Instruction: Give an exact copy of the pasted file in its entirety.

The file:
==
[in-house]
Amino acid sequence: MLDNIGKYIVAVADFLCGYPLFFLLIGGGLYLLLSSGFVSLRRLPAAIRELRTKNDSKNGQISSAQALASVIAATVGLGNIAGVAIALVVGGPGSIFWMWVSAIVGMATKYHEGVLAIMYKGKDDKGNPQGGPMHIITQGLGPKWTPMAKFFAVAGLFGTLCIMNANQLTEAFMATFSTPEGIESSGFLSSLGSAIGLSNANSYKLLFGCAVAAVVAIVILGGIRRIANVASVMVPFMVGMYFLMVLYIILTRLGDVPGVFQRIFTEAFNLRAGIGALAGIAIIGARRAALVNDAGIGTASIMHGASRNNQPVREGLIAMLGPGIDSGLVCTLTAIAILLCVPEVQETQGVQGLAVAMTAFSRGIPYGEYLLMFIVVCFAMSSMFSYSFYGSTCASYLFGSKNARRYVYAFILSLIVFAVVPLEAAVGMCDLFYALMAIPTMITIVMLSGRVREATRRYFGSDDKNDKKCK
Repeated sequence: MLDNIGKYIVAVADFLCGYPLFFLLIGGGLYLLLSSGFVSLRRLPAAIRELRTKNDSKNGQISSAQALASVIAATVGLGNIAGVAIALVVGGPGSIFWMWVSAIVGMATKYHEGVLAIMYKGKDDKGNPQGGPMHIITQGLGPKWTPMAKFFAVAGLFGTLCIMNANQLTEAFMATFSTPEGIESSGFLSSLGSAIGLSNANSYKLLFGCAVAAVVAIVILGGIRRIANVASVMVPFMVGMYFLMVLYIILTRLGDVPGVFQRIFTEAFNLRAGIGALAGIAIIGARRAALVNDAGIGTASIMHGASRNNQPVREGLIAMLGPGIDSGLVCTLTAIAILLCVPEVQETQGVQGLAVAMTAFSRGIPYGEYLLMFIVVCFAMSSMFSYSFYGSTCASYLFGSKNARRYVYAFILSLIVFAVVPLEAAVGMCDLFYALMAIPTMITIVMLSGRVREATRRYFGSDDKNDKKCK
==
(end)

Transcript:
[in-house]
Amino acid sequence: MLDNIGKYIVAVADFLCGYPLFFLLIGGGLYLLLSSGFVSLRRLPAAIRELRTKNDSKNGQISSAQALASVIAATVGLGNIAGVAIALVVGGPGSIFWMWVSAIVGMATKYHEGVLAIMYKGKDDKGNPQGGPMHIITQGLGPKWTPMAKFFAVAGLFGTLCIMNANQLTEAFMATFSTPEGIESSGFLSSLGSAIGLSNANSYKLLFGCAVAAVVAIVILGGIRRIANVASVMVPFMVGMYFLMVLYIILTRLGDVPGVFQRIFTEAFNLRAGIGALAGIAIIGARRAALVNDAGIGTASIMHGASRNNQPVREGLIAMLGPGIDSGLVCTLTAIAILLCVPEVQETQGVQGLAVAMTAFSRGIPYGEYLLMFIVVCFAMSSMFSYSFYGSTCASYLFGSKNARRYVYAFILSLIVFAVVPLEAAVGMCDLFYALMAIPTMITIVMLSGRVREATRRYFGSDDKNDKKCK
Repeated sequence: MLDNIGKYIVAVADFLCGYPLFFLLIGGGLYLLLSSGFVSLRRLPAAIRELRTKNDSKNGQISSAQALASVIAATVGLGNIAGVAIALVVGGPGSIFWMWVSAIVGMATKYHEGVLAIMYKGKDDKGNPQGGPMHIITQGLGPKWTPMAKFFAVAGLFGTLCIMNANQLTEAFMATFSTPEGIESSGFLSSLGSAIGLSNANSYKLLFGCAVAAVVAIVILGGIRRIANVASVMVPFMVGMYFLMVLYIILTRLGDVPGVFQRIFTEAFNLRAGIGALAGIAIIGARRAALVNDAGIGTASIMHGASRNNQPVREGLIAMLGPGIDSGLVCTLTAIAILLCVPEVQETQGVQGLAVAMTAFSRGIPYGEYLLMFIVVCFAMSSMFSYSFYGSTCASYLFGSKNARRYVYAFILSLIVFAVVPLEAAVGMCDLFYALMAIPTMITIVMLSGRVREATRRYFGSDDKNDKKCK